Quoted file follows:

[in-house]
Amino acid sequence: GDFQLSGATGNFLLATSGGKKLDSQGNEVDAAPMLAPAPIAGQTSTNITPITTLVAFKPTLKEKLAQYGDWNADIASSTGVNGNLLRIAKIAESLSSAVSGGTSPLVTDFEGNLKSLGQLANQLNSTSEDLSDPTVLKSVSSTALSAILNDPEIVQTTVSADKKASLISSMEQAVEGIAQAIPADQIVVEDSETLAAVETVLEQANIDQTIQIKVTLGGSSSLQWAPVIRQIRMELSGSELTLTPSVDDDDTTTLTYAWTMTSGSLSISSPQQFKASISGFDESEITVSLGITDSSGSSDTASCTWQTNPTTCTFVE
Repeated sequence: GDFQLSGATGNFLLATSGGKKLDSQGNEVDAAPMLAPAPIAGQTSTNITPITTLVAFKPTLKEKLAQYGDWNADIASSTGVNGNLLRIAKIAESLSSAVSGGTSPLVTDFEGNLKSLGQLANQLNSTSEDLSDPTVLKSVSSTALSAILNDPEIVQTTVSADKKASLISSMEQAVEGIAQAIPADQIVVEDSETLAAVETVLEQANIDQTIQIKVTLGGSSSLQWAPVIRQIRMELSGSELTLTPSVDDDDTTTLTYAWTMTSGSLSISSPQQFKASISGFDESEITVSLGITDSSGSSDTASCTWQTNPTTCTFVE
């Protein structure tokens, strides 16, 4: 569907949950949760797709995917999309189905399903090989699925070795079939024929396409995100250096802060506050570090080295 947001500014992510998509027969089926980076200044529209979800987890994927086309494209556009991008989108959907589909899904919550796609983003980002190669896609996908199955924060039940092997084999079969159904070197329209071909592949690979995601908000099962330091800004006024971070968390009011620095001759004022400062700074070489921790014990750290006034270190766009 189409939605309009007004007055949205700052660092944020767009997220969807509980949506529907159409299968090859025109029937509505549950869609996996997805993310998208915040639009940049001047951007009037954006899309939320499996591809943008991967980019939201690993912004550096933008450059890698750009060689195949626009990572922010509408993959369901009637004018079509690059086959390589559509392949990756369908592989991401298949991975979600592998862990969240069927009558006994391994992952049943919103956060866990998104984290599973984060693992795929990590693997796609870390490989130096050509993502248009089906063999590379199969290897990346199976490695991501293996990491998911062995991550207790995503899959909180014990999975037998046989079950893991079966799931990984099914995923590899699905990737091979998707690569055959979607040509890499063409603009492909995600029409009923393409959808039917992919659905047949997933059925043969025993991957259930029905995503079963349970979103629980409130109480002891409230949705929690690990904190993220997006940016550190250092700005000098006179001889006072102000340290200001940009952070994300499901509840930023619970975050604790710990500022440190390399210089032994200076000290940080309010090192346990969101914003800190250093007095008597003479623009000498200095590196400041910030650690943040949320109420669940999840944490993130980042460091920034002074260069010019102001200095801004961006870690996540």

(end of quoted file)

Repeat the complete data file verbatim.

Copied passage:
[in-house]
Amino acid sequence: GDFQLSGATGNFLLATSGGKKLDSQGNEVDAAPMLAPAPIAGQTSTNITPITTLVAFKPTLKEKLAQYGDWNADIASSTGVNGNLLRIAKIAESLSSAVSGGTSPLVTDFEGNLKSLGQLANQLNSTSEDLSDPTVLKSVSSTALSAILNDPEIVQTTVSADKKASLISSMEQAVEGIAQAIPADQIVVEDSETLAAVETVLEQANIDQTIQIKVTLGGSSSLQWAPVIRQIRMELSGSELTLTPSVDDDDTTTLTYAWTMTSGSLSISSPQQFKASISGFDESEITVSLGITDSSGSSDTASCTWQTNPTTCTFVE
Repeated sequence: GDFQLSGATGNFLLATSGGKKLDSQGNEVDAAPMLAPAPIAGQTSTNITPITTLVAFKPTLKEKLAQYGDWNADIASSTGVNGNLLRIAKIAESLSSAVSGGTSPLVTDFEGNLKSLGQLANQLNSTSEDLSDPTVLKSVSSTALSAILNDPEIVQTTVSADKKASLISSMEQAVEGIAQAIPADQIVVEDSETLAAVETVLEQANIDQTIQIKVTLGGSSSLQWAPVIRQIRMELSGSELTLTPSVDDDDTTTLTYAWTMTSGSLSISSPQQFKASISGFDESEITVSLGITDSSGSSDTASCTWQTNPTTCTFVE
């Protein structure tokens, strides 16, 4: 569907949950949760797709995917999309189905399903090989699925070795079939024929396409995100250096802060506050570090080295 947001500014992510998509027969089926980076200044529209979800987890994927086309494209556009991008989108959907589909899904919550796609983003980002190669896609996908199955924060039940092997084999079969159904070197329209071909592949690979995601908000099962330091800004006024971070968390009011620095001759004022400062700074070489921790014990750290006034270190766009 189409939605309009007004007055949205700052660092944020767009997220969807509980949506529907159409299968090859025109029937509505549950869609996996997805993310998208915040639009940049001047951007009037954006899309939320499996591809943008991967980019939201690993912004550096933008450059890698750009060689195949626009990572922010509408993959369901009637004018079509690059086959390589559509392949990756369908592989991401298949991975979600592998862990969240069927009558006994391994992952049943919103956060866990998104984290599973984060693992795929990590693997796609870390490989130096050509993502248009089906063999590379199969290897990346199976490695991501293996990491998911062995991550207790995503899959909180014990999975037998046989079950893991079966799931990984099914995923590899699905990737091979998707690569055959979607040509890499063409603009492909995600029409009923393409959808039917992919659905047949997933059925043969025993991957259930029905995503079963349970979103629980409130109480002891409230949705929690690990904190993220997006940016550190250092700005000098006179001889006072102000340290200001940009952070994300499901509840930023619970975050604790710990500022440190390399210089032994200076000290940080309010090192346990969101914003800190250093007095008597003479623009000498200095590196400041910030650690943040949320109420669940999840944490993130980042460091920034002074260069010019102001200095801004961006870690996540």